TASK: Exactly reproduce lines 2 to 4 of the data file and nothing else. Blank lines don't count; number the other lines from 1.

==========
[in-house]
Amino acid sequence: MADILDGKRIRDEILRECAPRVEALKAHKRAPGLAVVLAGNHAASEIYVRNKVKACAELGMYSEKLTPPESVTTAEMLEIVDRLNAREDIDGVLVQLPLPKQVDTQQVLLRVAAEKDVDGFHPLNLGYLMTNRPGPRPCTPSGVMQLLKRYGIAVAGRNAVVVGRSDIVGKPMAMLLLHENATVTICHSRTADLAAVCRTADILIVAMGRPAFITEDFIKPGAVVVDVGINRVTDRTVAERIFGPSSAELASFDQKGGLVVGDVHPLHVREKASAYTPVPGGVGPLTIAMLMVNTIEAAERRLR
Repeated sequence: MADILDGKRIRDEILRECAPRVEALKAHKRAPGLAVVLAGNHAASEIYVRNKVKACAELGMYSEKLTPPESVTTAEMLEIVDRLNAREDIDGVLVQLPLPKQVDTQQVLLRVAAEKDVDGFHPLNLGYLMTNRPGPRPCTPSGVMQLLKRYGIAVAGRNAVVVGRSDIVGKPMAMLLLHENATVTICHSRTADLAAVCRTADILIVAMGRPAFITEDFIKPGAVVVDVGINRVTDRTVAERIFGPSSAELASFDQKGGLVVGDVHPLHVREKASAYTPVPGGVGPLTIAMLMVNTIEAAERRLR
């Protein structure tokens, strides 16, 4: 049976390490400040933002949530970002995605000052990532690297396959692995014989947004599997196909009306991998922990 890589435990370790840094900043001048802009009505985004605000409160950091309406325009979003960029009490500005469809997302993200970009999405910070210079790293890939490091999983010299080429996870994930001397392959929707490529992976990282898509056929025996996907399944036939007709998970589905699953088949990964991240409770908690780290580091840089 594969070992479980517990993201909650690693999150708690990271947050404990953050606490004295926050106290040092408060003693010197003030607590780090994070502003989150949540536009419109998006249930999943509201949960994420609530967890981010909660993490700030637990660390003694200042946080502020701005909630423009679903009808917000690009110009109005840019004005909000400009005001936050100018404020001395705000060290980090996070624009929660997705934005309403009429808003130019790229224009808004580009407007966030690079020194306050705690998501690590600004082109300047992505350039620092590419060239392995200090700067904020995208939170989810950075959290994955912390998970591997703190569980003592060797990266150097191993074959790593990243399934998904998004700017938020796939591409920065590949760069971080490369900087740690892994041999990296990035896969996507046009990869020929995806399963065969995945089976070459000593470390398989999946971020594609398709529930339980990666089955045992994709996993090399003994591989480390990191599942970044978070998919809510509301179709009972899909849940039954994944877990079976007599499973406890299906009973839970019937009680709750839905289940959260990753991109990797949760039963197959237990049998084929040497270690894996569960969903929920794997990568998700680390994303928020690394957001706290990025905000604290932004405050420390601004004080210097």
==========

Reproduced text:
Amino acid sequence: MADILDGKRIRDEILRECAPRVEALKAHKRAPGLAVVLAGNHAASEIYVRNKVKACAELGMYSEKLTPPESVTTAEMLEIVDRLNAREDIDGVLVQLPLPKQVDTQQVLLRVAAEKDVDGFHPLNLGYLMTNRPGPRPCTPSGVMQLLKRYGIAVAGRNAVVVGRSDIVGKPMAMLLLHENATVTICHSRTADLAAVCRTADILIVAMGRPAFITEDFIKPGAVVVDVGINRVTDRTVAERIFGPSSAELASFDQKGGLVVGDVHPLHVREKASAYTPVPGGVGPLTIAMLMVNTIEAAERRLR
Repeated sequence: MADILDGKRIRDEILRECAPRVEALKAHKRAPGLAVVLAGNHAASEIYVRNKVKACAELGMYSEKLTPPESVTTAEMLEIVDRLNAREDIDGVLVQLPLPKQVDTQQVLLRVAAEKDVDGFHPLNLGYLMTNRPGPRPCTPSGVMQLLKRYGIAVAGRNAVVVGRSDIVGKPMAMLLLHENATVTICHSRTADLAAVCRTADILIVAMGRPAFITEDFIKPGAVVVDVGINRVTDRTVAERIFGPSSAELASFDQKGGLVVGDVHPLHVREKASAYTPVPGGVGPLTIAMLMVNTIEAAERRLR
């Protein structure tokens, strides 16, 4: 049976390490400040933002949530970002995605000052990532690297396959692995014989947004599997196909009306991998922990 890589435990370790840094900043001048802009009505985004605000409160950091309406325009979003960029009490500005469809997302993200970009999405910070210079790293890939490091999983010299080429996870994930001397392959929707490529992976990282898509056929025996996907399944036939007709998970589905699953088949990964991240409770908690780290580091840089 594969070992479980517990993201909650690693999150708690990271947050404990953050606490004295926050106290040092408060003693010197003030607590780090994070502003989150949540536009419109998006249930999943509201949960994420609530967890981010909660993490700030637990660390003694200042946080502020701005909630423009679903009808917000690009110009109005840019004005909000400009005001936050100018404020001395705000060290980090996070624009929660997705934005309403009429808003130019790229224009808004580009407007966030690079020194306050705690998501690590600004082109300047992505350039620092590419060239392995200090700067904020995208939170989810950075959290994955912390998970591997703190569980003592060797990266150097191993074959790593990243399934998904998004700017938020796939591409920065590949760069971080490369900087740690892994041999990296990035896969996507046009990869020929995806399963065969995945089976070459000593470390398989999946971020594609398709529930339980990666089955045992994709996993090399003994591989480390990191599942970044978070998919809510509301179709009972899909849940039954994944877990079976007599499973406890299906009973839970019937009680709750839905289940959260990753991109990797949760039963197959237990049998084929040497270690894996569960969903929920794997990568998700680390994303928020690394957001706290990025905000604290932004405050420390601004004080210097």